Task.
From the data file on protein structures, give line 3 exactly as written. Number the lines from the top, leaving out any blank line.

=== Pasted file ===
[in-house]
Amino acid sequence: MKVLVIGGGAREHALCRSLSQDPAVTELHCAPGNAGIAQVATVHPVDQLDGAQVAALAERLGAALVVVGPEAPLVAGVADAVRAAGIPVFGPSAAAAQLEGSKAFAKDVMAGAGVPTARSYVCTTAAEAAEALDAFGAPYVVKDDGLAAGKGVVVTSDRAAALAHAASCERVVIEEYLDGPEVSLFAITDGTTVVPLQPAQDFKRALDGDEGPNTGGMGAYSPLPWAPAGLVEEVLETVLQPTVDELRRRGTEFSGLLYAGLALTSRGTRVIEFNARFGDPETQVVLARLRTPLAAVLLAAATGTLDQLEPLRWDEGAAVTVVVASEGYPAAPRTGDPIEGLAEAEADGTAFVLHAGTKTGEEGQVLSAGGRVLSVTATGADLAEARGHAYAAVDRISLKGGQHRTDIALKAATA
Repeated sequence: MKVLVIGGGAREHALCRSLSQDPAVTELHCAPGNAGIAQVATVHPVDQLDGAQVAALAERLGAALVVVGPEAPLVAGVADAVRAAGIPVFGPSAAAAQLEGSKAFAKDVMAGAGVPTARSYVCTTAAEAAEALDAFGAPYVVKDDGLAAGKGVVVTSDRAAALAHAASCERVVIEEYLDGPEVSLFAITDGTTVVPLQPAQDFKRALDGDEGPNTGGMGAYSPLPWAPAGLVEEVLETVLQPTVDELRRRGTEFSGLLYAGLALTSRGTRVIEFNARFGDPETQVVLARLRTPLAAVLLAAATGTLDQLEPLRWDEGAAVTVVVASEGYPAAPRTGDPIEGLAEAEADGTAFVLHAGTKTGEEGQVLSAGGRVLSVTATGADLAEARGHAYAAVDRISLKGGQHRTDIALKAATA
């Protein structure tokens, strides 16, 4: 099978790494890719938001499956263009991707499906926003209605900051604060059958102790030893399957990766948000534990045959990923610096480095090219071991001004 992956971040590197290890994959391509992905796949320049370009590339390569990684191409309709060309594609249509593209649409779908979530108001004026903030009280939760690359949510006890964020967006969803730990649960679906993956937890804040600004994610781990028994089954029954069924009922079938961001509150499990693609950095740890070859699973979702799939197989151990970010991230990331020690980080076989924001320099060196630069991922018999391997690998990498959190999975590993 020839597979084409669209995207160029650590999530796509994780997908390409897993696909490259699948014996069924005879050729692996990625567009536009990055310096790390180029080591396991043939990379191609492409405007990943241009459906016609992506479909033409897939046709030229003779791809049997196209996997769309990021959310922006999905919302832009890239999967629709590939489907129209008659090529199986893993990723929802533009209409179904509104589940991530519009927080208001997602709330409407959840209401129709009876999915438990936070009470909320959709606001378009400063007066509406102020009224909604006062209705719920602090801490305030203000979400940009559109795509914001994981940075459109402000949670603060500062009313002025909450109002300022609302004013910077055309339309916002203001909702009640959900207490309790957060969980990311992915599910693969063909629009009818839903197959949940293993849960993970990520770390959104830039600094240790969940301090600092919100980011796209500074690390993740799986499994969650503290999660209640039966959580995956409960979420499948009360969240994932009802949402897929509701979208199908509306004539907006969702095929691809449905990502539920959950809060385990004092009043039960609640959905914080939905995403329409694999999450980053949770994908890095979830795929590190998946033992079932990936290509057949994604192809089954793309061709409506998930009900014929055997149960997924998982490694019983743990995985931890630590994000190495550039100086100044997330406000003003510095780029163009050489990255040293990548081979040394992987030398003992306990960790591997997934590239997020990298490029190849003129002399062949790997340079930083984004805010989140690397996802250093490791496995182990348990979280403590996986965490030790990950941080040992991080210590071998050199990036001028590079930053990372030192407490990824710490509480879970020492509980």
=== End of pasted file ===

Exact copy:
Repeated sequence: MKVLVIGGGAREHALCRSLSQDPAVTELHCAPGNAGIAQVATVHPVDQLDGAQVAALAERLGAALVVVGPEAPLVAGVADAVRAAGIPVFGPSAAAAQLEGSKAFAKDVMAGAGVPTARSYVCTTAAEAAEALDAFGAPYVVKDDGLAAGKGVVVTSDRAAALAHAASCERVVIEEYLDGPEVSLFAITDGTTVVPLQPAQDFKRALDGDEGPNTGGMGAYSPLPWAPAGLVEEVLETVLQPTVDELRRRGTEFSGLLYAGLALTSRGTRVIEFNARFGDPETQVVLARLRTPLAAVLLAAATGTLDQLEPLRWDEGAAVTVVVASEGYPAAPRTGDPIEGLAEAEADGTAFVLHAGTKTGEEGQVLSAGGRVLSVTATGADLAEARGHAYAAVDRISLKGGQHRTDIALKAATA